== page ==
Hurry or You’ll Miss Western Montana’s Best Wildflowers
Western Montana is one of the best places in the Northern Rockies for wildflowers, primarily because of the varied geography and climate. Whether it's the high meadows in Glacier National Park, the burst of unpredictable color on the Rocky Mountain Front, or the peekaboo blossoms in our forests, it makes this time of the year one of our favorites in the Treasure State.
Yet, I would suggest one of the best blooms happens right in Missoula's backyard when the camas flowers explode across the open country of Packer Meadows at Lolo Pass.
That's not just because of the hundreds of thousands of blossoms, but because of the easy access for all ages.
There's also a much deeper story that makes you appreciate Mother Nature's annual gift, and how the camas are still central to life after thousands of years.
The cultural importance of camas
The camas, or Camassia quamash, are sacred to the Nez Perce Tribe and were central to the lives of many other tribes throughout the Northwest, like the Salish and Shoshone, who would travel long distances to collect the camas roots later in the season.
For the Nimiipuu, the camas blossoms across the meadows and prairies on the Inland Northwest were a sign of a new season, and the coming opportunity to gather the roots as a primary food source for the coming winter. It would also provide fiber and other materials that could be used in clothing, baskets, and ropes.
Tribal historians have told me the women would dig as much as 50 pounds each every day, a tradition that continues.
Historical Packer Meadows
While many places are known for producing camas, Packer Meadows has special significance because of its location right on what would become the Idaho-Montana border. It was positioned at the apex of the old Lolo Trail, and it was through here that Lewis and Clark passed on their two trips across the Bitterroot Mountains in a place largely unchanged from those days.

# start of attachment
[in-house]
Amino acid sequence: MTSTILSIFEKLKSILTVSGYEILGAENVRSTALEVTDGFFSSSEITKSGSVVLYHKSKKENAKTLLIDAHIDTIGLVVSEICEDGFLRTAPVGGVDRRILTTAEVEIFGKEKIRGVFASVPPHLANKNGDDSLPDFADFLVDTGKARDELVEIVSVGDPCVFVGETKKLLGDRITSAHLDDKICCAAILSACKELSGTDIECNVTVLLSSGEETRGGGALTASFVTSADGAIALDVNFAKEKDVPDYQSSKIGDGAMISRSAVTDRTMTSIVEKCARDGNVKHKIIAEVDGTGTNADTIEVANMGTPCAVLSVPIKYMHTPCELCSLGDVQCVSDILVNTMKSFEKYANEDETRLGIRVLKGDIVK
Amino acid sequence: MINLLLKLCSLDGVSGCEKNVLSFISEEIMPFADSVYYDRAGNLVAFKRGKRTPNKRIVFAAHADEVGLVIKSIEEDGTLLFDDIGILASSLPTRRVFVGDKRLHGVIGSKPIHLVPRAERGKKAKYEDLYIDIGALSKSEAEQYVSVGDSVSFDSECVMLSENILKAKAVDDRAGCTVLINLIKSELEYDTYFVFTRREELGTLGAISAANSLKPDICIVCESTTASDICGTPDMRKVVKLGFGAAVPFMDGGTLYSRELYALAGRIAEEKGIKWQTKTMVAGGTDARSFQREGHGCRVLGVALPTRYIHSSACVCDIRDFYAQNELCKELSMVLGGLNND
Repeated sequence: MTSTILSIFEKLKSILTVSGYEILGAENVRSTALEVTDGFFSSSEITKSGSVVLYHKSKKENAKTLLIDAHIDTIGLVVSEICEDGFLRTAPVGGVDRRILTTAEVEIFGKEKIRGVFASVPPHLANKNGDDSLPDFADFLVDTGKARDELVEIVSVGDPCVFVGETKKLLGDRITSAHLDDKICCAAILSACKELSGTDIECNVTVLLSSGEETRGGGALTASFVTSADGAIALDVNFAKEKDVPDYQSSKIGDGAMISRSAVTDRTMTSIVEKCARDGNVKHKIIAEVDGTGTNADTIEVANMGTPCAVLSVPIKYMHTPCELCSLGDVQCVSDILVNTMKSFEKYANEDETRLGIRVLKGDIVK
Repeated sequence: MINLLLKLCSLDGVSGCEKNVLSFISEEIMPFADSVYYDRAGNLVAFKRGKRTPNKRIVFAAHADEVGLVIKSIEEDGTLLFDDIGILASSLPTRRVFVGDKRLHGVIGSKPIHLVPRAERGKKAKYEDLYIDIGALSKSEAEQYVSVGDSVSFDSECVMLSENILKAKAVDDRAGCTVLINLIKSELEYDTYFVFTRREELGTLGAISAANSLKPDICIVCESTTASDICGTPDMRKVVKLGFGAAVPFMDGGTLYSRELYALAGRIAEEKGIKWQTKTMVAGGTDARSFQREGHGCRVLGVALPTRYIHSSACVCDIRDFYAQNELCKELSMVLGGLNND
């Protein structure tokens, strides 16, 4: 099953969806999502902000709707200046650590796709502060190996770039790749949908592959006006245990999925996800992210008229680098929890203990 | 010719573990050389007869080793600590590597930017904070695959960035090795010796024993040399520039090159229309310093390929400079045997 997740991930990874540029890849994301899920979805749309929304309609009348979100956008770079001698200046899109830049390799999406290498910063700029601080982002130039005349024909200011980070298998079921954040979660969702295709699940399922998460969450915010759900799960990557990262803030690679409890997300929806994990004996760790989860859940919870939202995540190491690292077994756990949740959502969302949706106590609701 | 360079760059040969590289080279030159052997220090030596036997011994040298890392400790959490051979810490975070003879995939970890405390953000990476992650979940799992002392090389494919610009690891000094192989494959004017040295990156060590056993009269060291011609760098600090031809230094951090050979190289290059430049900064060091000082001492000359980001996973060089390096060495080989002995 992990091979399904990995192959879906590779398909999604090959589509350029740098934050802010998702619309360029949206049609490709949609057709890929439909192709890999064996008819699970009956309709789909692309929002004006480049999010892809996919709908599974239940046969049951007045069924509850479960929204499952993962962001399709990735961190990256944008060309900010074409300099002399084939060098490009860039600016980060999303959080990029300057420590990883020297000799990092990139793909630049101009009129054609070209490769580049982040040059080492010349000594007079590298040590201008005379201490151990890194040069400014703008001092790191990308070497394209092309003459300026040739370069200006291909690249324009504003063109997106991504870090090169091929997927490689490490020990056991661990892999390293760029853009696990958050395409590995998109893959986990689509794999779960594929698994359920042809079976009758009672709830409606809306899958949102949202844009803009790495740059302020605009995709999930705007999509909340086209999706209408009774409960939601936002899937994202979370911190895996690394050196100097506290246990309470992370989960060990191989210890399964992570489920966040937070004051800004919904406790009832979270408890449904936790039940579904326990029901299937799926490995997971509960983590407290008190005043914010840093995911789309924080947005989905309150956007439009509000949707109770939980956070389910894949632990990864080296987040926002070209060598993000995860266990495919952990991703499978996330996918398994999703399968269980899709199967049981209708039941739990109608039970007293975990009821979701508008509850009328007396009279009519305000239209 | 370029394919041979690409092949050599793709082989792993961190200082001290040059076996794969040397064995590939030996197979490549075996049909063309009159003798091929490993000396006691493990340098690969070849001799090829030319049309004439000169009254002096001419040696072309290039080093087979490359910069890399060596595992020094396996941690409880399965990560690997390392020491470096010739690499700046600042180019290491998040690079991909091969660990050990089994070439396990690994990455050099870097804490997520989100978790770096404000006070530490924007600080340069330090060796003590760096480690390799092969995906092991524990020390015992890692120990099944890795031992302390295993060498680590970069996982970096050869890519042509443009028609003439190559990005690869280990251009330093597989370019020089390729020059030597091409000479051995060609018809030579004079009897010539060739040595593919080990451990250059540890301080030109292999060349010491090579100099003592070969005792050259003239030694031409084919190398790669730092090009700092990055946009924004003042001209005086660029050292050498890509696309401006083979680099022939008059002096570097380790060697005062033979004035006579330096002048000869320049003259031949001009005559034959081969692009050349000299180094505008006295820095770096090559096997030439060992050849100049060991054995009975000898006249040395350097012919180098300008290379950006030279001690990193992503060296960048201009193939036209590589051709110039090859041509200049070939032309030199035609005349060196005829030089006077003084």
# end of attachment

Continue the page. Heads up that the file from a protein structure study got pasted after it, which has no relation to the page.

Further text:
What you'll see
It's that dual historical significance that lets you experience a "snapshot" into the centuries when Packer Meadows would have seen the tribal families or the intrepid explorers of the Corps of Discovery stopping to rest after the long climbs along the ridge lines.
But just being able to look across the purple blooms stretching for acres in either direction, seeing the trees and the sky filled with a deep blue, or the clouds of a developing thunderstorm is an incredible experience, filling you with a spiritual sense of "place."
Location and best tips for the visit
Packer Meadows is a short drive down a well-graded Forest Service Road from the Lolo Pass Visitor's Center. Trucks and SUVs aren't needed, but I would caution you about driving beyond the meadows because the roads turn quickly rougher and climb beyond the comfortable conditions for regular cars.
Parking can be tight at the height of the day, but usually, there's plenty of room along the edge of the road in the early mornings and evenings. You can get good views right from the road. But if you choose to stroll into the meadows, please stay on the established paths and respect this special environment, including the creek banks.
Because camas, and the other flowers that grow in Packer Meadows, love moisture, the trail can become quite muddy. The meadow is also crossed with small creeks, so a pair of boots is a good idea, especially after the heavy rains of June. Also, the blooms draw thousands of bees. That gives a great ambiance, but it might be scary for some children. The bees go about their business and generally won't cause any problems, but it's something to remember if someone in your party is allergic.
Also, be sure to have a jacket and watch the weather. Thunderstorms can develop quickly on the Bitterroot Divide in June. Finally, remember there's no cell service.
Get there soon
This year the warm weather in May has accelerated the camas bloom, which was already expected to peak this week. However, the meadows are still amazing for a week or so after the bloom. The Lolo Pass Visitor's Center provides updates on its Facebook page.
Master Tribal Interpreter Roger Amerman will be on scene again this year from 9:30 am to 3:30 pm (PDT) each day through June 18th with informative presentations.